Rev. John M. Bauer
Pastor, The Basilica of Saint Mary
 
 
 
 

For this Sunday’s readings click on the link below or copy and paste it into your browser.  
http://usccb.org/bible/readings/112518.cfm 

This coming Sunday we celebrate the Feast of Christ the King.  This Feast was established by Pope Pius XI in 1925.   Seeing the devastation caused by World War I, Pius established this Feast as a way to remind people that Christ is Lord of both heaven and earth.  Initially this Feast was celebrated on the last Sunday in October, but when the Roman Catholic Church revised its liturgical calendar in 1969 it was moved to the last Sunday of the liturgical year.  (The new liturgical year always begins with the Fist Sunday of Advent.)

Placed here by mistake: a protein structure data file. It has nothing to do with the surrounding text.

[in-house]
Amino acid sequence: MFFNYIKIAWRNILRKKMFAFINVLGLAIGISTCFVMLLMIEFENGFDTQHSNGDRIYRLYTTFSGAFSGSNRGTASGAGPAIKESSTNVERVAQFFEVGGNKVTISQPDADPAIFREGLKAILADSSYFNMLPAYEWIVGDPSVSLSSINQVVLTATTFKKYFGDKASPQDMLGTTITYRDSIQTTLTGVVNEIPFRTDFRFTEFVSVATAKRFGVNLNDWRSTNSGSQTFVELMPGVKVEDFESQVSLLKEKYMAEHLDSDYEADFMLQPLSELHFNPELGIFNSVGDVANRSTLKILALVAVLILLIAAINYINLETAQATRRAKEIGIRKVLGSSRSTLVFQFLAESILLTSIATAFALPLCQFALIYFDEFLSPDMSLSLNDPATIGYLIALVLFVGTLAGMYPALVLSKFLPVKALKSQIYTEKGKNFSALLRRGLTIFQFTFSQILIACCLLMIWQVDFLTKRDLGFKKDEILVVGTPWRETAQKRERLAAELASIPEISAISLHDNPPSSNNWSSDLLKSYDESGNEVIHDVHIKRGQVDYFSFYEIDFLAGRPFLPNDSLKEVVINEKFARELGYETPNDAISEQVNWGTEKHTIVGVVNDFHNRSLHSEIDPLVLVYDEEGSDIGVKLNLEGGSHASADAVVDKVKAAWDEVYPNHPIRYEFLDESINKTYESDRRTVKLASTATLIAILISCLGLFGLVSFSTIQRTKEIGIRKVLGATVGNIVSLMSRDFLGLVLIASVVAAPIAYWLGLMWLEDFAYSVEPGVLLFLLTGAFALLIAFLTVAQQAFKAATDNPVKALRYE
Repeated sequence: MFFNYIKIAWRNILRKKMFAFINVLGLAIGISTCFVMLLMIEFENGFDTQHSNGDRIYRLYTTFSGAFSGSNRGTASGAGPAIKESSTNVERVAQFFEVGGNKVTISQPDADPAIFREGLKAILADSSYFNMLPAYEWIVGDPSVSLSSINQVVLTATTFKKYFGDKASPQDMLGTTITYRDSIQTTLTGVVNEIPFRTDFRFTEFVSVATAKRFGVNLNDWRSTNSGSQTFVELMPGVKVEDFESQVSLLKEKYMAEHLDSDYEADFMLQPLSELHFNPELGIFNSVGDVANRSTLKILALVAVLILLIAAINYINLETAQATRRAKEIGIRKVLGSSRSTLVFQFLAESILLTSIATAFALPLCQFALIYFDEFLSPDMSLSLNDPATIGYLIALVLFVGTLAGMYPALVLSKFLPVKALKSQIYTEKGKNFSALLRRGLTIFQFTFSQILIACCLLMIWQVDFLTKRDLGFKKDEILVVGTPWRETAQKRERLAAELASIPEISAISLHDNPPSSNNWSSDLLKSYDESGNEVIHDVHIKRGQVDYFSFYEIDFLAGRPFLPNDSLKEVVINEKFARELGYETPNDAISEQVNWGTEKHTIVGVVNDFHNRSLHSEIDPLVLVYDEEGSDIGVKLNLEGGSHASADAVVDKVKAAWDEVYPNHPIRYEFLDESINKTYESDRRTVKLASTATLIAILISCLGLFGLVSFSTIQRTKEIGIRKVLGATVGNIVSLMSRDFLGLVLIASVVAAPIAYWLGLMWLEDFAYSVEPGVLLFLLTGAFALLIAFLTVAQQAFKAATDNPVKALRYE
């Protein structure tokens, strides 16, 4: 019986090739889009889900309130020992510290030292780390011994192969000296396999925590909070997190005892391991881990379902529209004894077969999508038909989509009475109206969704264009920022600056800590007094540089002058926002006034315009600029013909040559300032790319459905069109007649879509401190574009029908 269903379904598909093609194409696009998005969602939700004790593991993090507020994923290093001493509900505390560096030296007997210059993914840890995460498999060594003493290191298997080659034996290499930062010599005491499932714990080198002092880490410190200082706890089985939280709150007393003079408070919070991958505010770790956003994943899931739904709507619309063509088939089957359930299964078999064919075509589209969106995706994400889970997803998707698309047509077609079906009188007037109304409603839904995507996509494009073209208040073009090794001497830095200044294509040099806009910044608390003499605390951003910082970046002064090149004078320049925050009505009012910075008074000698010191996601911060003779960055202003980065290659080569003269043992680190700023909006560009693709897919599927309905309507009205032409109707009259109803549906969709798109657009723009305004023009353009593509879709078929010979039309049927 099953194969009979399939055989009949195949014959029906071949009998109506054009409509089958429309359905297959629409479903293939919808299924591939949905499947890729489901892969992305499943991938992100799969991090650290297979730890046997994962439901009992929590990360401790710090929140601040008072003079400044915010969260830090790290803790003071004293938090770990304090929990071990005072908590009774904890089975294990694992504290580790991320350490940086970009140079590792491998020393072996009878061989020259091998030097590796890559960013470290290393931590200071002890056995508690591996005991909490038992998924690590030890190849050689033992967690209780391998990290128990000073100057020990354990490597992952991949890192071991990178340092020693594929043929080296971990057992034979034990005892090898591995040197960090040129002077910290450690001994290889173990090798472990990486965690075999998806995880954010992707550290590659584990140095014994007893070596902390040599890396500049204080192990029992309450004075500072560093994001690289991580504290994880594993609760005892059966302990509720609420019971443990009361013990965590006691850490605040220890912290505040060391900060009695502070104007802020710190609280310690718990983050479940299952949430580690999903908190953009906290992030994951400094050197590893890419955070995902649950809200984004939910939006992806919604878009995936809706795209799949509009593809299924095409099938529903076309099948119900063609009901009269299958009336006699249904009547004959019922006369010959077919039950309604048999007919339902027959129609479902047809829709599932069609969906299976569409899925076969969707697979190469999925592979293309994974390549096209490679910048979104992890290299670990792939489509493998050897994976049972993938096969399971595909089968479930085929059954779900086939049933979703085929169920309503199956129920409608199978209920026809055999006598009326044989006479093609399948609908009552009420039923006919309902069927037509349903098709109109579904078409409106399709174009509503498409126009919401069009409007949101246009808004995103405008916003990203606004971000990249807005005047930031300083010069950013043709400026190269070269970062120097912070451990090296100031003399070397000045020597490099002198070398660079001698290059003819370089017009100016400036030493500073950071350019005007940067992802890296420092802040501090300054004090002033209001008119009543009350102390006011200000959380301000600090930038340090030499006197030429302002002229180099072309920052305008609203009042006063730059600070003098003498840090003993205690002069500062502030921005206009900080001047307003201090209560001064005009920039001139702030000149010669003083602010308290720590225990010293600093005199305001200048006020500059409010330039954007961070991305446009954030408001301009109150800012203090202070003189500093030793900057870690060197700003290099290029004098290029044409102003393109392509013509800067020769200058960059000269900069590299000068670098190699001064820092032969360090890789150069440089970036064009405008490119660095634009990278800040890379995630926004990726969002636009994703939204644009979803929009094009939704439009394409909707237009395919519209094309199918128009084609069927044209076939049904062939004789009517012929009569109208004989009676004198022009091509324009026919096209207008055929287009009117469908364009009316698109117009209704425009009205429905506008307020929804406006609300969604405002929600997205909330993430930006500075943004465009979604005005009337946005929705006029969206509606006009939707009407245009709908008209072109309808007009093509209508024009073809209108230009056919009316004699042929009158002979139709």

Our readings this Sunday have an apocalyptic tone.  As I have said previously, apocalyptic writing is very stylized.   It uses vivid imagery and dramatic language, as well as visionary and prophetic images to make its point.  Apocalyptic language was used in times of trail or difficulty to assure people that despite the suffering of the present moment, God was with them and ultimately would triumph.   Apocalyptic literature is not meant to be taken literally.

Our Gospel this Sunday is taken from the Gospel of John.  It is the scene of Jesus before Pilate.   Pilate asks Jesus:  “Are you the King of the Jews?”   Jesus reminds Pilate and us that “My kingdom does not belong to this world.”   While ostensibly Pilate is in charge of this encounter, from John’s perspective (and ours) Jesus is the one who is in control.   

Our first reading this Sunday is taken from the Book of the Prophet Daniel.   It is part of Daniel’s vision in which he saw “one like a Son of Man coming on the clouds of heaven” to be present to the “Ancient One.”   We would see this language as prefiguring Christ.